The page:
5 Minutes Can Save a Life

P-W-MKT73733_5_SvsLivesWhat can you do with five minutes? Perhaps you can declutter your desk, or check your email. For travelers at Dayton International Airport, five spare minutes is all it takes to learn how to save a life.

In August, a new Hands-Only CPR Training Kiosk was installed in the airport’s Concourse A, thanks to funds provided by The Heart Institute of Dayton (THID) and collaborative efforts between THID, the Miami Valley Division of the American Heart Association, and Dayton International Airport.

“This folds right into our mission of improving the health of the communities we serve,” said 

Eloise Broner, president, Good Samaritan Hospital (closed in 2018). “When we talk about impacting the health of 

our communities, we touch the lives of patients and family members every day. But this is actually helping to teach the community how to touch the lives of those they come in contact with by educating and empowering them to take action, if needed.”

The kiosk features an interactive touchscreen, a short instructional video, and the opportunity to practice on a rubber torso with audio and visual feedback to help participants learn as they practice.

“This is a computer-assisted program that measures how deeply you push, how frequently you push, and it tells you whether you’re doing it correctly or not,” said David Joffe, MD, president of THID.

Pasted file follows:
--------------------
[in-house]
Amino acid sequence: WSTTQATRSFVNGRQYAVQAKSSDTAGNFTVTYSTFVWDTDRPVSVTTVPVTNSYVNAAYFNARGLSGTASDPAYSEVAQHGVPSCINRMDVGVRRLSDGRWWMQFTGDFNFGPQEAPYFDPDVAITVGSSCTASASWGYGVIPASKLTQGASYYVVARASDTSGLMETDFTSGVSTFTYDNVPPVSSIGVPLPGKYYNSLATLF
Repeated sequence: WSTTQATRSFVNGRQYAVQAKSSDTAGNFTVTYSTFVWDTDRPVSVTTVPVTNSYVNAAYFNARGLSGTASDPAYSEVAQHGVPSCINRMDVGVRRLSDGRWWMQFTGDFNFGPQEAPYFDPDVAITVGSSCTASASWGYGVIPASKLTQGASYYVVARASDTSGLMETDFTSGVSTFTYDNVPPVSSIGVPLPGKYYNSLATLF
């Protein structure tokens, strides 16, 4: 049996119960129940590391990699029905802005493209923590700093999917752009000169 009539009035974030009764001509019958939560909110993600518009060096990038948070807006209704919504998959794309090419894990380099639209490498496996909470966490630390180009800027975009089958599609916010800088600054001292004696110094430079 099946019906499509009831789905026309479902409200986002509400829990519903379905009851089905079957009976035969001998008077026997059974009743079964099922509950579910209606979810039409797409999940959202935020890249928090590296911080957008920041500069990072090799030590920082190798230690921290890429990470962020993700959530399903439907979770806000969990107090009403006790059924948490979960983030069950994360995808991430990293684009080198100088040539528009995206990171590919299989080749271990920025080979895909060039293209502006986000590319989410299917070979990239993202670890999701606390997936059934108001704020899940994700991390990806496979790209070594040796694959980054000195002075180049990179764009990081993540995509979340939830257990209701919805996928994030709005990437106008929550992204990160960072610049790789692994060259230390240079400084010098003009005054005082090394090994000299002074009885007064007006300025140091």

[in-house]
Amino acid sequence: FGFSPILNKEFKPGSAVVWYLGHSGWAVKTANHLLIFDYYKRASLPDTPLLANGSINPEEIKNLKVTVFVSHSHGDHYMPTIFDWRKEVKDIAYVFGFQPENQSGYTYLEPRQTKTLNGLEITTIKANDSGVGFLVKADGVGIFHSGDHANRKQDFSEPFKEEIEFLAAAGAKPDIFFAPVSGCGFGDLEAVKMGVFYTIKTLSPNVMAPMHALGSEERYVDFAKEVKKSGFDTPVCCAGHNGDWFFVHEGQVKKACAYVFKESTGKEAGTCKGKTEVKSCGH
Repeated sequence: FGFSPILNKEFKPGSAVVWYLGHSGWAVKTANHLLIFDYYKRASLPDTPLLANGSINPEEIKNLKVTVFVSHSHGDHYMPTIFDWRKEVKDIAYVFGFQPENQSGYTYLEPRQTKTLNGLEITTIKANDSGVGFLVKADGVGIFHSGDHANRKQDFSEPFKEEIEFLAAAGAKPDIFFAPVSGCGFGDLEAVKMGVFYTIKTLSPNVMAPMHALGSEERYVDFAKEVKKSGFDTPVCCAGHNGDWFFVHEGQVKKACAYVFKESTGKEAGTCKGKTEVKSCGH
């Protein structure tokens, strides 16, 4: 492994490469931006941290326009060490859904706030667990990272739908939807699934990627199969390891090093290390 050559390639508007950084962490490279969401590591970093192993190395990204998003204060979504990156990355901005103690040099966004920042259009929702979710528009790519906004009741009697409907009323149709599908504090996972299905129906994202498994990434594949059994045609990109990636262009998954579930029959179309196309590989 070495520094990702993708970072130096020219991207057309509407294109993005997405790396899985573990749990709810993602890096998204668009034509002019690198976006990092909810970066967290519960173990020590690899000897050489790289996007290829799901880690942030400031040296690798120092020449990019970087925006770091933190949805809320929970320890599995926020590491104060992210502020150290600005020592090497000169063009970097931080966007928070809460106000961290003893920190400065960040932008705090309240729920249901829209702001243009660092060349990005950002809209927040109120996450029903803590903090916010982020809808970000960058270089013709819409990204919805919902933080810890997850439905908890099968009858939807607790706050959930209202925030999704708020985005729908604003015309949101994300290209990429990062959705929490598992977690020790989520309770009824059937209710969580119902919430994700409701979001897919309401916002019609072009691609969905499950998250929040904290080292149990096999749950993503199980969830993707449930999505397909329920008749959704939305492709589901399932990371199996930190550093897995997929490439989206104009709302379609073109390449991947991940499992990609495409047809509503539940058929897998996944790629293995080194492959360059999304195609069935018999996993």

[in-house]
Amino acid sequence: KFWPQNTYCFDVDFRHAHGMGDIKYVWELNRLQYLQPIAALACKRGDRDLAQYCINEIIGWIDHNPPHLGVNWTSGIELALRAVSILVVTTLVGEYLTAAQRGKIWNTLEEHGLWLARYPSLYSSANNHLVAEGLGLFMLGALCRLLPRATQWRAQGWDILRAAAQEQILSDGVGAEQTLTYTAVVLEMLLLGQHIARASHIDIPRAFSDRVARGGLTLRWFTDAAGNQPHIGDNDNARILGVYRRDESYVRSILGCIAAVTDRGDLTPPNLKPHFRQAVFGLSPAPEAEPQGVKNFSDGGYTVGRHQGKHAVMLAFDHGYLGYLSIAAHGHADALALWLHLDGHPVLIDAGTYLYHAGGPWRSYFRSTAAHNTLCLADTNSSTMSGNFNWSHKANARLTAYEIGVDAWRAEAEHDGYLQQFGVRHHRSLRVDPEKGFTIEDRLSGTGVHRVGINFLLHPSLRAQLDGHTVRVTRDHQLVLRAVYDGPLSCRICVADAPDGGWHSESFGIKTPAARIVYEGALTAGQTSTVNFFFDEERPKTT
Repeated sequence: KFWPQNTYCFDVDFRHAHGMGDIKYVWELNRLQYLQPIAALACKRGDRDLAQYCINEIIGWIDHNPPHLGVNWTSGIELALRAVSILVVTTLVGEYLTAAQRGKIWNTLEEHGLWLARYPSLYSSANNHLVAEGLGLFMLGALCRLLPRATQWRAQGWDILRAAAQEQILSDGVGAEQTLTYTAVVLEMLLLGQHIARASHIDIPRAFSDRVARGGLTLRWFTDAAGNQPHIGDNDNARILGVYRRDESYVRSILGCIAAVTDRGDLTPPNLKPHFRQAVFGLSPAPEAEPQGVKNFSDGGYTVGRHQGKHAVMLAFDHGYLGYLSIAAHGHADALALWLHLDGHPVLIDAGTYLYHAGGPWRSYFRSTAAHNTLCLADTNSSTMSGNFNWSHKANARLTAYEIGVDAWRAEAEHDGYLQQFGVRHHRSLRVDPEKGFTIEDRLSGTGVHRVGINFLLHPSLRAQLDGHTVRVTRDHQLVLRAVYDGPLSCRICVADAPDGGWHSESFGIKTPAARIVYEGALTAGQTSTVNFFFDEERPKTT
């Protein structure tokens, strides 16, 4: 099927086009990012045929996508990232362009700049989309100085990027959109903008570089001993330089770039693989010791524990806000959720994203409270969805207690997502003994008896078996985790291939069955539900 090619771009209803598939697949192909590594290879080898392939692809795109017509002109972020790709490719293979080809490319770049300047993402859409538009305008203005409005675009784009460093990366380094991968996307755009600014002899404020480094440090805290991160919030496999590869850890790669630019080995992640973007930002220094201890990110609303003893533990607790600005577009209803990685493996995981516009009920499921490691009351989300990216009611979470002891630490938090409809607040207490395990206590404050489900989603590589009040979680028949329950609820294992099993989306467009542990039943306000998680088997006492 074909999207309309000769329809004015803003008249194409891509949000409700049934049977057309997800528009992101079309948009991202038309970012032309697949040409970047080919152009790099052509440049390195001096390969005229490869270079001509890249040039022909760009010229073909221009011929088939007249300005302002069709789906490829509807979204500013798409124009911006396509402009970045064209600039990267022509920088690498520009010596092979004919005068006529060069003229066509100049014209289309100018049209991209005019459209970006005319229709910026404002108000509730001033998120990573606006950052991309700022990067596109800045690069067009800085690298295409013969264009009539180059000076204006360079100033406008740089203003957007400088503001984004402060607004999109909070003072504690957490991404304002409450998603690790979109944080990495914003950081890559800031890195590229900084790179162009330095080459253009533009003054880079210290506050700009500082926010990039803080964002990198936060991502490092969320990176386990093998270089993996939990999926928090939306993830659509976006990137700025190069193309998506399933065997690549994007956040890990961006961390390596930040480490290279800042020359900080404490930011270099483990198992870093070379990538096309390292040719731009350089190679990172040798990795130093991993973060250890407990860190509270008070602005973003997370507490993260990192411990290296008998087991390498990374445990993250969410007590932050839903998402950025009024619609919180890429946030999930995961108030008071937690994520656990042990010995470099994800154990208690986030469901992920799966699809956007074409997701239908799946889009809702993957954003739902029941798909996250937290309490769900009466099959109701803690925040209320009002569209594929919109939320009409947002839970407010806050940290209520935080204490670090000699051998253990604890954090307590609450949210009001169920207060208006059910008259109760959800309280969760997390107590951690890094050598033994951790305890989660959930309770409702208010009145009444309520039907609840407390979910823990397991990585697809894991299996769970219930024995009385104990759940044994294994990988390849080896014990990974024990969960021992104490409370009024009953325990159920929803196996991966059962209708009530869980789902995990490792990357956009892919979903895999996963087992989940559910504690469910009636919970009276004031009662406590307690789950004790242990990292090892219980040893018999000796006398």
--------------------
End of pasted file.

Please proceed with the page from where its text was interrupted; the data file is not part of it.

The kiosk has already drawn significant interest as nearly 700 people interacted with it during its first three months of operation. Though it is difficult to measure its long-term impact, the Dayton community was already well aware of the power of this tool.

In the spring of 2015, a University of Dayton student used hands-only CPR to save the life of a fellow student who had been struck by lightning, using training he’d received at a similar kiosk at the Dallas/Fort Worth Airport.

That potentially tragic event became a powerful catalyst to bring a kiosk to the area, and Good Samaritan Hospital, THID and Dayton International Airport began working together to make the dream a reality. The airport was a natural fit since more than 2 million people pass through its terminals every year, and 56 percent of those travelers walk through the concourse where the kiosk is housed.

“We have such a unique environment that allows us to reach travelers coming and going,” said Terry Slaybaugh, director of aviation, Dayton International Airport. “It attracts people of all ages. Families began interacting with it on the very first day it was installed.”

The ability to engage people is a key factor for reaching a public that faces so many other distractions.  “This ties perfectly into our mission of cardiovascular education,” said 

Dr. Joffe. “I like to tell folks, if one life is saved, then it’s totally worth it.”